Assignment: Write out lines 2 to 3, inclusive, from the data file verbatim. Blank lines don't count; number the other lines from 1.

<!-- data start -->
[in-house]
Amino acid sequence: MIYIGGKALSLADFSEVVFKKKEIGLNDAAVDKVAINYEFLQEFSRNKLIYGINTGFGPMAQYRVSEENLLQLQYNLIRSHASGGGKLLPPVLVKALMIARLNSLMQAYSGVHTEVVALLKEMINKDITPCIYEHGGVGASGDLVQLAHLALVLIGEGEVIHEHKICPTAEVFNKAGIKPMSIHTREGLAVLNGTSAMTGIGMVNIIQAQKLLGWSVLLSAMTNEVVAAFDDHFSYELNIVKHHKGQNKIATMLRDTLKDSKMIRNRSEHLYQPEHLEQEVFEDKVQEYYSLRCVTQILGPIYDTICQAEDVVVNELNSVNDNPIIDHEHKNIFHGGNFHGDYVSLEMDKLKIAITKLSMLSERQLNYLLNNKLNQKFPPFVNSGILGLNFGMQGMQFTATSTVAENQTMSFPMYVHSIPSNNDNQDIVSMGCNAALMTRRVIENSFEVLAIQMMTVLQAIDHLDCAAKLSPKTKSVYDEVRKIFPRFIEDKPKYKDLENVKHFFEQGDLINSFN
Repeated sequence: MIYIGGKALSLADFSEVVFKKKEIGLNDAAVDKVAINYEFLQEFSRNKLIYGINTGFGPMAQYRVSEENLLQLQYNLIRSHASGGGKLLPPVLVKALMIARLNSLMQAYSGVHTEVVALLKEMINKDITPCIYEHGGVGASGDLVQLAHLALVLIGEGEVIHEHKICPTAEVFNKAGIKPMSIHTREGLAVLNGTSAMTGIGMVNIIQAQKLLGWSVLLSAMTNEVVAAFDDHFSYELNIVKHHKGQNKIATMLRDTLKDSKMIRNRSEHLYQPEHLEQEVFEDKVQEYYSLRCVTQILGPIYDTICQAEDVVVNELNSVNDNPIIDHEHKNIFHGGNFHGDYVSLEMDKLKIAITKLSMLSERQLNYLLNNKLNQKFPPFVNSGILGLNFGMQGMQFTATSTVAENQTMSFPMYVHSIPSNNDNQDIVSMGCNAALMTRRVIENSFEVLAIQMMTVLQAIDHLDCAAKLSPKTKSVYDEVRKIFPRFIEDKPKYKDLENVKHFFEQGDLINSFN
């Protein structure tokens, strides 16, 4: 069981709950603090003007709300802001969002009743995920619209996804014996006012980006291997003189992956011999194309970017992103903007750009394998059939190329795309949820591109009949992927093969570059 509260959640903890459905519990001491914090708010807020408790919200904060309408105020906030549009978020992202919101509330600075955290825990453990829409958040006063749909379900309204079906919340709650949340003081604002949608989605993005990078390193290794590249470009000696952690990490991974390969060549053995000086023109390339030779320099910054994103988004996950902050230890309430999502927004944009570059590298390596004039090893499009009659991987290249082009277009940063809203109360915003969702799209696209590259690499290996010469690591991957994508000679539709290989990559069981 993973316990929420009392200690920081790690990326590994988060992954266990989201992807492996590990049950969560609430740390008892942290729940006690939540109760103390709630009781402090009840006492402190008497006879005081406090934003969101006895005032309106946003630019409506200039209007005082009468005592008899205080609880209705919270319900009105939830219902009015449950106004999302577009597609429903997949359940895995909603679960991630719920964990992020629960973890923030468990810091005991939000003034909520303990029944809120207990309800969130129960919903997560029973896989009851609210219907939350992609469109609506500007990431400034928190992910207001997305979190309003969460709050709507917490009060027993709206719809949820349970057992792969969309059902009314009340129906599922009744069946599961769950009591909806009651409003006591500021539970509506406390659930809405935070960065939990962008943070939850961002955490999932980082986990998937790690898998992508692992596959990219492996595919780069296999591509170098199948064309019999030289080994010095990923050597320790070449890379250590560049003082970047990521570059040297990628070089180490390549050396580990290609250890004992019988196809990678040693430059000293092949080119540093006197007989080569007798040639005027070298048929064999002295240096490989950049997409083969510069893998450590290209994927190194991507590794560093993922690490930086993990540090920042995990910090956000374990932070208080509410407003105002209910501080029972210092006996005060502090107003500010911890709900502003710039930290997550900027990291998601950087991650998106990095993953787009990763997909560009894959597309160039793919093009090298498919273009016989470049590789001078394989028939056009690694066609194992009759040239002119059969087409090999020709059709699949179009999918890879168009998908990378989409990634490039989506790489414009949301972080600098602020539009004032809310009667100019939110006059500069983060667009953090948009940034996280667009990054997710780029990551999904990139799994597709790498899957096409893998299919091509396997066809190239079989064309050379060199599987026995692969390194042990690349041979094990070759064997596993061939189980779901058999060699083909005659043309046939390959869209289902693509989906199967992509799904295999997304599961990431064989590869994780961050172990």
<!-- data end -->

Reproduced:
Amino acid sequence: MIYIGGKALSLADFSEVVFKKKEIGLNDAAVDKVAINYEFLQEFSRNKLIYGINTGFGPMAQYRVSEENLLQLQYNLIRSHASGGGKLLPPVLVKALMIARLNSLMQAYSGVHTEVVALLKEMINKDITPCIYEHGGVGASGDLVQLAHLALVLIGEGEVIHEHKICPTAEVFNKAGIKPMSIHTREGLAVLNGTSAMTGIGMVNIIQAQKLLGWSVLLSAMTNEVVAAFDDHFSYELNIVKHHKGQNKIATMLRDTLKDSKMIRNRSEHLYQPEHLEQEVFEDKVQEYYSLRCVTQILGPIYDTICQAEDVVVNELNSVNDNPIIDHEHKNIFHGGNFHGDYVSLEMDKLKIAITKLSMLSERQLNYLLNNKLNQKFPPFVNSGILGLNFGMQGMQFTATSTVAENQTMSFPMYVHSIPSNNDNQDIVSMGCNAALMTRRVIENSFEVLAIQMMTVLQAIDHLDCAAKLSPKTKSVYDEVRKIFPRFIEDKPKYKDLENVKHFFEQGDLINSFN
Repeated sequence: MIYIGGKALSLADFSEVVFKKKEIGLNDAAVDKVAINYEFLQEFSRNKLIYGINTGFGPMAQYRVSEENLLQLQYNLIRSHASGGGKLLPPVLVKALMIARLNSLMQAYSGVHTEVVALLKEMINKDITPCIYEHGGVGASGDLVQLAHLALVLIGEGEVIHEHKICPTAEVFNKAGIKPMSIHTREGLAVLNGTSAMTGIGMVNIIQAQKLLGWSVLLSAMTNEVVAAFDDHFSYELNIVKHHKGQNKIATMLRDTLKDSKMIRNRSEHLYQPEHLEQEVFEDKVQEYYSLRCVTQILGPIYDTICQAEDVVVNELNSVNDNPIIDHEHKNIFHGGNFHGDYVSLEMDKLKIAITKLSMLSERQLNYLLNNKLNQKFPPFVNSGILGLNFGMQGMQFTATSTVAENQTMSFPMYVHSIPSNNDNQDIVSMGCNAALMTRRVIENSFEVLAIQMMTVLQAIDHLDCAAKLSPKTKSVYDEVRKIFPRFIEDKPKYKDLENVKHFFEQGDLINSFN